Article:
What do you see as the biggest challenge facing you as an illustrator? What do you feel is your most important responsibility as an illustrator?
Putting bread on the table. I do pretty well for myself these days, but its always an issue. No client likes paying their bills, so I've become increasingly hard about chasing invoices. Its not part of the job I enjoy at all, but its necessary. Equally there's no regular pay cheque when you're freelance, so you can't have a bad day, or phone in sick. Responsibilities? Hmm not sure.
I try to always remember I'm part of a wider profession, and try to take responsible decisions on what I will do at what price. Its all well and good undercutting the hell out of the market, but where do you go to eventually find "properly" paid work if everyone does that? Any idiot can fill up their schedule by slashing their prices. That's never been something I've been keen to do.
Where do you make your home? Does your home turf inform your work? Does your nationality influence your artistic sensibilities? In what ways?
I'm a Brit, living in Scotland. I have an awesome view of the Ochil hills from the back of my house, and that has certainly informed my work. The abundance of history within a stones throw of anywhere in the UK gives a certain sensibility I think, which is handy for a fantasy illustrator. Britain can also be a pretty grimy and violent place and I think that's had its influences. And UK culture has certain distinctions from the more commonly found (in the illustration industry) US culture. I was raised on Asterix and 2000AD rather than Marvel/DC for example. Yeah I know Asterix is French. Part of my point I guess. Its nothing to do with those things being better, and everything to do with them being a little bit different.
Who are some of your favorite artists? Do they have a direct influence on your work?
There's so many people who's work I admire. A lot of my contemporaries on the Mountain are a big influence day to day, and its nice to have those different styles pulling me in different directions. Ralph's attention to detail and finish, James' wonderful tones and lighting, that Snygg fellow's awesome painting powers, Matt's level of character... I could go on and on. Everyone brings something that informs what I do. And I'm not just sucking up. I can't stand most of 'em as people it must be said, but their work is ok.
As far as "big" names go I've been looking at a lot of painters from the mid 19th Century through to the early 20th of late. Repin, Viktor Vasnetsov, Gallen-Kallela. Those guys feed into work like Bauer and MacBride. If I had to pick one artist who has been a consistent inspiration (and cause of dismay with his amazing abilities) it would be Angus MacBride. He was the don, and news of his death was like being robbed.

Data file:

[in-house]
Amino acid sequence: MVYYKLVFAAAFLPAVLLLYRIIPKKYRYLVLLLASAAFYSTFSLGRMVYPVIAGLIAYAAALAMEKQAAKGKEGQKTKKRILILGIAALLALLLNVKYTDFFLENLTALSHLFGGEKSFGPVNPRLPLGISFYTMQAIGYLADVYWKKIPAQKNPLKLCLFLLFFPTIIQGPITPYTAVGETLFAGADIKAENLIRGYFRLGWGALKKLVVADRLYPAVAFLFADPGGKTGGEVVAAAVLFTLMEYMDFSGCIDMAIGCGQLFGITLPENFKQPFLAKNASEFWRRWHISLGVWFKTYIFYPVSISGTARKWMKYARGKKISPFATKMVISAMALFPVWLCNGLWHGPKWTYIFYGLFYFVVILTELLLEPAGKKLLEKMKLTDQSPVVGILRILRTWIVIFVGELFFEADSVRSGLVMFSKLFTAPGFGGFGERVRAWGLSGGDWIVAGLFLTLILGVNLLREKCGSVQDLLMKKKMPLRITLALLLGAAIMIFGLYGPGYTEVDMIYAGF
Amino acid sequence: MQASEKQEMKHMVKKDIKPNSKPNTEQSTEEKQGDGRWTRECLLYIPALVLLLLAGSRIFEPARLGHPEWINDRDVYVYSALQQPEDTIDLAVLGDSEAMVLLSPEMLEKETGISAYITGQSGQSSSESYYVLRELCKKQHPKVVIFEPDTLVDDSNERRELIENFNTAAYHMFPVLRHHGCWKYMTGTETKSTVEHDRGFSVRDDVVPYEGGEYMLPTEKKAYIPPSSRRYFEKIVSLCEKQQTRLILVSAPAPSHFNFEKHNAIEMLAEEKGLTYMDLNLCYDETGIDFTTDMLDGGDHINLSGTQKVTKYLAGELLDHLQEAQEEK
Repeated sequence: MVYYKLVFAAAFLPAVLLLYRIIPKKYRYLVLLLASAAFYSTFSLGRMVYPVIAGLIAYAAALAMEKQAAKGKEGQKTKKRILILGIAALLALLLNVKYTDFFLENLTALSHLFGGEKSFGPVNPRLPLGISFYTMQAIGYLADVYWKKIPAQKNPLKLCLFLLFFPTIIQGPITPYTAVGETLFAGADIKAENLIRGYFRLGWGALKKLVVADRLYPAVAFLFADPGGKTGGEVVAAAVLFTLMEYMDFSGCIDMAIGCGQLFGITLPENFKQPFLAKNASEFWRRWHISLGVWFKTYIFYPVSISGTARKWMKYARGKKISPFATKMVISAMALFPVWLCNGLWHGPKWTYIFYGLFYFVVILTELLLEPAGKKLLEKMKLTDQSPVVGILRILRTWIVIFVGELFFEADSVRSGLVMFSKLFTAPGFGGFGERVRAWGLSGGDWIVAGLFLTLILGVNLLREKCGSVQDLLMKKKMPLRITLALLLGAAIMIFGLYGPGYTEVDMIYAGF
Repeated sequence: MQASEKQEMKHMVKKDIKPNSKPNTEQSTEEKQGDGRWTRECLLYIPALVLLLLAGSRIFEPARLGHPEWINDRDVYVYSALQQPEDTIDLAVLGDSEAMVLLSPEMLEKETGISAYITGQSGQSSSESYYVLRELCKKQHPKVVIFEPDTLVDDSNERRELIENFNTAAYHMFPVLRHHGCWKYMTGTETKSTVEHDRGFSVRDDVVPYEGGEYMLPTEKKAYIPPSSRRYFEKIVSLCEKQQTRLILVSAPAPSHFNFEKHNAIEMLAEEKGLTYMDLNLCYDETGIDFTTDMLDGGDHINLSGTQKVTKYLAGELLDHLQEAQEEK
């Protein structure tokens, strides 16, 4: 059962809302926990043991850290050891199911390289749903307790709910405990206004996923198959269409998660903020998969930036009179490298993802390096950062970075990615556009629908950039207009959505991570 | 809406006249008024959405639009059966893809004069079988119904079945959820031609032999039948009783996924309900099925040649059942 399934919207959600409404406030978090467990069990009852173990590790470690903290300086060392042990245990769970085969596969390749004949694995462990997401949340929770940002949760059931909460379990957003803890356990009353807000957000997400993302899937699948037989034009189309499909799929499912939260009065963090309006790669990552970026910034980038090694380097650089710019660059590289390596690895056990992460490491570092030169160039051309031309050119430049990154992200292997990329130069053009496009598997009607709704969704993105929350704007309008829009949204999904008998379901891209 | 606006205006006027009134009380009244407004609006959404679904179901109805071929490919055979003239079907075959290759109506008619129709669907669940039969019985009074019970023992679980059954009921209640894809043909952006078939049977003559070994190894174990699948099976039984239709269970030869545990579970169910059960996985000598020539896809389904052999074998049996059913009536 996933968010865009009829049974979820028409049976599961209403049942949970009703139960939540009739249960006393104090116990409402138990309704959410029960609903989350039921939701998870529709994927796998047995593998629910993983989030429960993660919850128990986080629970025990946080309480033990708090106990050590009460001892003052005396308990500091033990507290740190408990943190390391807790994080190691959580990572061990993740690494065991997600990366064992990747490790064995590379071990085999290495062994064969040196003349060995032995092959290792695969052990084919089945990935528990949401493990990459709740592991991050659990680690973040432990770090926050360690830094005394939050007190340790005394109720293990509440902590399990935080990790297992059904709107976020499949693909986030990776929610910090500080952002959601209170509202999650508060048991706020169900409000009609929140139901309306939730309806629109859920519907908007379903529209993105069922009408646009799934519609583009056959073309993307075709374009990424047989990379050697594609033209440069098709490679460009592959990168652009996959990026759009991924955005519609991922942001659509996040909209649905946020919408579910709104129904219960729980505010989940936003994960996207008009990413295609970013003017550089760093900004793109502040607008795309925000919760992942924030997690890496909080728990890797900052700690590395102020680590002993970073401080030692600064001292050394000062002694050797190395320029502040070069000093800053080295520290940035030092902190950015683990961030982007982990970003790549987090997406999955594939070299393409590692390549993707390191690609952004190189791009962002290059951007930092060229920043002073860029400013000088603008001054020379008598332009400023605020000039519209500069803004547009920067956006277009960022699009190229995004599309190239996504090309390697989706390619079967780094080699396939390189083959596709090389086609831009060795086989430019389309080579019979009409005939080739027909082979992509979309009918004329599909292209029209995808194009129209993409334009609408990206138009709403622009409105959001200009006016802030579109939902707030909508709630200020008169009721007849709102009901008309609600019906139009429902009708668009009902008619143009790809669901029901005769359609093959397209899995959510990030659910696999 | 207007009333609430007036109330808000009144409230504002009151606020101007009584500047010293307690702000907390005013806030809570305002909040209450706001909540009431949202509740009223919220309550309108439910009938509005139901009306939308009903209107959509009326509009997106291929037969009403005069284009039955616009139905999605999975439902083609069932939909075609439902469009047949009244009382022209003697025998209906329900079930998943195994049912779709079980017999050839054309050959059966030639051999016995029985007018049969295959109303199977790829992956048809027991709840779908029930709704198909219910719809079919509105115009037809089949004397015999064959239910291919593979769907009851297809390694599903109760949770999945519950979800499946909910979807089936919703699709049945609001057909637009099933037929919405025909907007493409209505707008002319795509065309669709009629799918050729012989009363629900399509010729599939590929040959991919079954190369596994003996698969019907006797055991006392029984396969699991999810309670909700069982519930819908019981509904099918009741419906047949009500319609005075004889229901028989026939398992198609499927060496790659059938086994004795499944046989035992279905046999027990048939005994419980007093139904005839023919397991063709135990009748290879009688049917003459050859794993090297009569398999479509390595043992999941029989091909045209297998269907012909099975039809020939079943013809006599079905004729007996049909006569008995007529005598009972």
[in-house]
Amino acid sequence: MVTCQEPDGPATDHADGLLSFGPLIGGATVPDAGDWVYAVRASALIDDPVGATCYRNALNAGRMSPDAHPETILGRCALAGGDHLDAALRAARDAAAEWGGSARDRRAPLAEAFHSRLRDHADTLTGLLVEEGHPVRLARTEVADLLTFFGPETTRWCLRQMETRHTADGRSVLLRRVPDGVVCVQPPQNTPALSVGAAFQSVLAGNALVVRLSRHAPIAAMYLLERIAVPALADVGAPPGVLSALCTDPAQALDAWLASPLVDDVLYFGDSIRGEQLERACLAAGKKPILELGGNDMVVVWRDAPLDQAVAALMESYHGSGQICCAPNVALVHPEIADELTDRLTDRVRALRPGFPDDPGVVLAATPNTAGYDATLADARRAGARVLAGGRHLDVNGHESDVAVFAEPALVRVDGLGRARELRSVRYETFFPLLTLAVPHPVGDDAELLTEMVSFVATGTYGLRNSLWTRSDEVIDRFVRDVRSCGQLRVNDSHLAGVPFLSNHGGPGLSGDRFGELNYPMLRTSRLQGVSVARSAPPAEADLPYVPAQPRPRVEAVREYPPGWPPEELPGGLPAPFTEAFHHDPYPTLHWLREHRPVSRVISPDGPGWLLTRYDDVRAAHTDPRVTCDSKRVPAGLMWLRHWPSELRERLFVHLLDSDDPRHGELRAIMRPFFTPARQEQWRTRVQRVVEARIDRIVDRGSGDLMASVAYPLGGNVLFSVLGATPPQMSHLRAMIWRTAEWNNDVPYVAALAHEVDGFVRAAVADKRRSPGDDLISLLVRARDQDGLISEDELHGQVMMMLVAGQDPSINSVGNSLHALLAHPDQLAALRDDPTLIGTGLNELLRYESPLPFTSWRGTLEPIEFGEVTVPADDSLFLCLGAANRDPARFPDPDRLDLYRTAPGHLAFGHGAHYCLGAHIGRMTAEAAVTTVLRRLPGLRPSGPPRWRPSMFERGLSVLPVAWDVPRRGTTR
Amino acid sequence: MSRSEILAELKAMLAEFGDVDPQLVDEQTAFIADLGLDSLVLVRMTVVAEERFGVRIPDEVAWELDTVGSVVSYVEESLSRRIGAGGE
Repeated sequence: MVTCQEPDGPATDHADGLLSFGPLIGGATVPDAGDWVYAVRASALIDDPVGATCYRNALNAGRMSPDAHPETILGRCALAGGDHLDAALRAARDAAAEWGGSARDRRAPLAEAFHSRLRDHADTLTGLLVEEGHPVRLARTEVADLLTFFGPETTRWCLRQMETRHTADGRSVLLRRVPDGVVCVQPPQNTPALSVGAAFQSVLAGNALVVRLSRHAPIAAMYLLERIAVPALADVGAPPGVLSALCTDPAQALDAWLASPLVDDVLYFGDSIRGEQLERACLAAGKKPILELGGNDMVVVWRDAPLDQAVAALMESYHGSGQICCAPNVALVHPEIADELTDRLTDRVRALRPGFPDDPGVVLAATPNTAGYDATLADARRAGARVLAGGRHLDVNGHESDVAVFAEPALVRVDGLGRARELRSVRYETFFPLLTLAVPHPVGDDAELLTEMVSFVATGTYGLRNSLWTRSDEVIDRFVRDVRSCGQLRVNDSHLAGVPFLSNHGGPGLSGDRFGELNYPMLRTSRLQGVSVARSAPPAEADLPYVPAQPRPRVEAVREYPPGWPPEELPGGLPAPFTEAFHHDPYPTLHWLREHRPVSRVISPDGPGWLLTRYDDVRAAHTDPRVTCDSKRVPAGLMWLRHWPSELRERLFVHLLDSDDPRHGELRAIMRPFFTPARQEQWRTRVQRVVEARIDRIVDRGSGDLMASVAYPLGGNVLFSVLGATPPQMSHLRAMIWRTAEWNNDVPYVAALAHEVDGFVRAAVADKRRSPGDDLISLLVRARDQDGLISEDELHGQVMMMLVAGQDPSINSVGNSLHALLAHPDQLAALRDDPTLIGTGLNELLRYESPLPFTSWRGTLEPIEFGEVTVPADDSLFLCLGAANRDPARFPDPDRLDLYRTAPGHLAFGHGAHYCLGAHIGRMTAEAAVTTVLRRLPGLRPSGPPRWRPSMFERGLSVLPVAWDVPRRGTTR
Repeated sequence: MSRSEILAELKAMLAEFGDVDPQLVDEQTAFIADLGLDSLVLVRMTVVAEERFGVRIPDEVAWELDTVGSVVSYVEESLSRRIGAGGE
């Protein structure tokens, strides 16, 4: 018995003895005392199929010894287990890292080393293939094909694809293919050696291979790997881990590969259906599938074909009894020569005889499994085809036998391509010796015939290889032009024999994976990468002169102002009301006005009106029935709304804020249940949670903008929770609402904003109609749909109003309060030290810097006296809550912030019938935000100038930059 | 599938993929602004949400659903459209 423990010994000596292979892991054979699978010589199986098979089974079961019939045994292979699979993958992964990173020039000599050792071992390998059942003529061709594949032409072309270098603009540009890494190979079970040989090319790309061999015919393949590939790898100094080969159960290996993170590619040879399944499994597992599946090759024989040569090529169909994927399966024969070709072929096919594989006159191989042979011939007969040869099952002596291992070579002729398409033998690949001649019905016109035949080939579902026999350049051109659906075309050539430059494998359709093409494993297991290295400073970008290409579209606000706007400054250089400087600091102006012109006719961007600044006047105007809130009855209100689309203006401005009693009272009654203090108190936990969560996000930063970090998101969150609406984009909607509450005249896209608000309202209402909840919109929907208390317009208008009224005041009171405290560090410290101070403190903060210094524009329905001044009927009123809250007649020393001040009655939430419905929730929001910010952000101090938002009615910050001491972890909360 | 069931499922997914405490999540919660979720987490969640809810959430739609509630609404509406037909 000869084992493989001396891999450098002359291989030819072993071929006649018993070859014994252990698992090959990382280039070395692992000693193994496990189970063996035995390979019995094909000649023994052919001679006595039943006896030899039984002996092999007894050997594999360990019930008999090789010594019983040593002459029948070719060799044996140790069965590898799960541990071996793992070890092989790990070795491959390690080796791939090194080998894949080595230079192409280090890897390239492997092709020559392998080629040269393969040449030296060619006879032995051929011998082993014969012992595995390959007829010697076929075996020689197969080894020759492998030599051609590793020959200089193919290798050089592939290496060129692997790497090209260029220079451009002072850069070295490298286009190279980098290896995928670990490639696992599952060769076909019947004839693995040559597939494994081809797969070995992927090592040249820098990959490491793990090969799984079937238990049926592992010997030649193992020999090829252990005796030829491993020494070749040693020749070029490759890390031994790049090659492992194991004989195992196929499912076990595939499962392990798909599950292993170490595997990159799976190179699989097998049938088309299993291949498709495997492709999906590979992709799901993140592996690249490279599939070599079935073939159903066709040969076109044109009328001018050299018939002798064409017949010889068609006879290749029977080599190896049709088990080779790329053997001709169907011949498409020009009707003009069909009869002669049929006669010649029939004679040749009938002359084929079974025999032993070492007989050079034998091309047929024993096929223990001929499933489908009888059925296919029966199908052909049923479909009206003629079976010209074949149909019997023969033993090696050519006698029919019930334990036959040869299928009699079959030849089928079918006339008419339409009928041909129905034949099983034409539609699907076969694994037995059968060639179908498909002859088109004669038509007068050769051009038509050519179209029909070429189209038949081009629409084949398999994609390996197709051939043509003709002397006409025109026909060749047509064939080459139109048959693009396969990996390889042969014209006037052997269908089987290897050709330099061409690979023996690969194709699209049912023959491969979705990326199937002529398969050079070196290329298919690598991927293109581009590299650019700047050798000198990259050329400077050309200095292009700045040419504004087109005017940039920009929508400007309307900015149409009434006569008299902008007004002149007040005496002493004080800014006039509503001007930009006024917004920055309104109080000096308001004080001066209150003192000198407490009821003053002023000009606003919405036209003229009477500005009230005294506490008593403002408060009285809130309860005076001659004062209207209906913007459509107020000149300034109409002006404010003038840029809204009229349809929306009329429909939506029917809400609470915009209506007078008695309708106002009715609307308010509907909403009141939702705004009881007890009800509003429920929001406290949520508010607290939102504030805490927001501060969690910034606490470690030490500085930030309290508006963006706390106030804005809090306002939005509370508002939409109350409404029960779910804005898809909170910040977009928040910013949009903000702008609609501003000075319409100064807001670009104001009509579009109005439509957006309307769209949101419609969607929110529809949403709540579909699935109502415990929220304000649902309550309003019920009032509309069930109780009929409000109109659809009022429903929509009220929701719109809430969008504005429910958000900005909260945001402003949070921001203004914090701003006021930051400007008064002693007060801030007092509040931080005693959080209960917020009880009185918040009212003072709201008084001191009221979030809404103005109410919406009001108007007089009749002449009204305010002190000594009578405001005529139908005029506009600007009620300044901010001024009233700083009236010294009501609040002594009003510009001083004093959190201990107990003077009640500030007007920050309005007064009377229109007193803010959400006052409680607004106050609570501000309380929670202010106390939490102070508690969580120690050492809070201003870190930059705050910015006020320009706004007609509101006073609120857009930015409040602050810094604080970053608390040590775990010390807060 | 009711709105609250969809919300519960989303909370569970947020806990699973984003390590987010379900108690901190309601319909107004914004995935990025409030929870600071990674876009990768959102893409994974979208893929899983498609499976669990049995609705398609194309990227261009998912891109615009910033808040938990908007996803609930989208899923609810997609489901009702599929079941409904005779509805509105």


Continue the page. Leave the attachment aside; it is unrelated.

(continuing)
How much of a direct influence they have is probably not something I'm qualified to judge.
Do you listen to music while you work? Put on movies? Or do you prefer a quiet studio?
I always have music on. I have a pretty broad taste, but some recently played artist on iTunes - Led Zep, Link Wray, Calexico, British Sea Power, Foals, Battles, Amy Winehouse. Holy heck, Back in Black is an awesome album. Never mind the tabloids.
Are you a day person or do you work at night to avoid distractions?
I consistently work as close to 9 to 5 hours as possible. Its just a personal thing, but for me I consider that the professional thing to do. It comes from my days as a props maker, where we would encounter these young turks working 24 hours straight, eating cocoa powder and pop tarts and thinking they were clever. It is a job I absolutely love, but it is a job.
What do your friends and family think of your chosen profession?
Most of them think I'm an idiot or have no understanding of what I do. Its handy because it makes them leave me alone.
Do you appear at conventions? Do you sell prints or original art?
Yes I do all of those things. I'm always at local con Conpulsion in Edinburgh, and as my son reaches his second birthday soon I'll be out and about a bit more. I plan to be at Dragonmeet in London in November. I'm yet to make it across to the Big Show (Gen Con) yet, but maybe one day. I sell a variety of poster prints, which in my obviously biased opinion are the shizzle. I usually advertise what stock I have on hand on my lj - http://jonhodgson.livejournal.com
Do you keep a sketchbook?
Do you have other hobbies that influence your work?
I do a bit of very amateurish music making. I don't have huge amounts of hobby time though I must confess.
I’m sure readers with artistic ambitions would appreciate any advice you have to offer…
Work hard. I've done a spot of ADing recently and the sheer laziness of some artists astounds me. Its not breaking rocks. Its a really nice job to get to do. So get on with it! The secret of success in any field is to be good at what you do. That sounds really flippant, but think about it. If your work isn't very good you will face disappointment and frustration. I see people set up shop as illustrators on a daily basis who simply cannot draw or paint well. Which is somewhat baffling. Some degree of self awareness is crucial to making saleable artwork. Likewise if you have no business skills why would you think you can run a successful business? There's no such thing as luck. Sure opportunities can come along seemingly at random, but unless you're prepared for them they are worthless.
Once again, thank you so much for taking the time for this interview, Jon. It was great learning more about you and your terrific work.
No! Thank you!
You can learn more about Jon Hodgson and his fantastic work at www.jonhodgson.com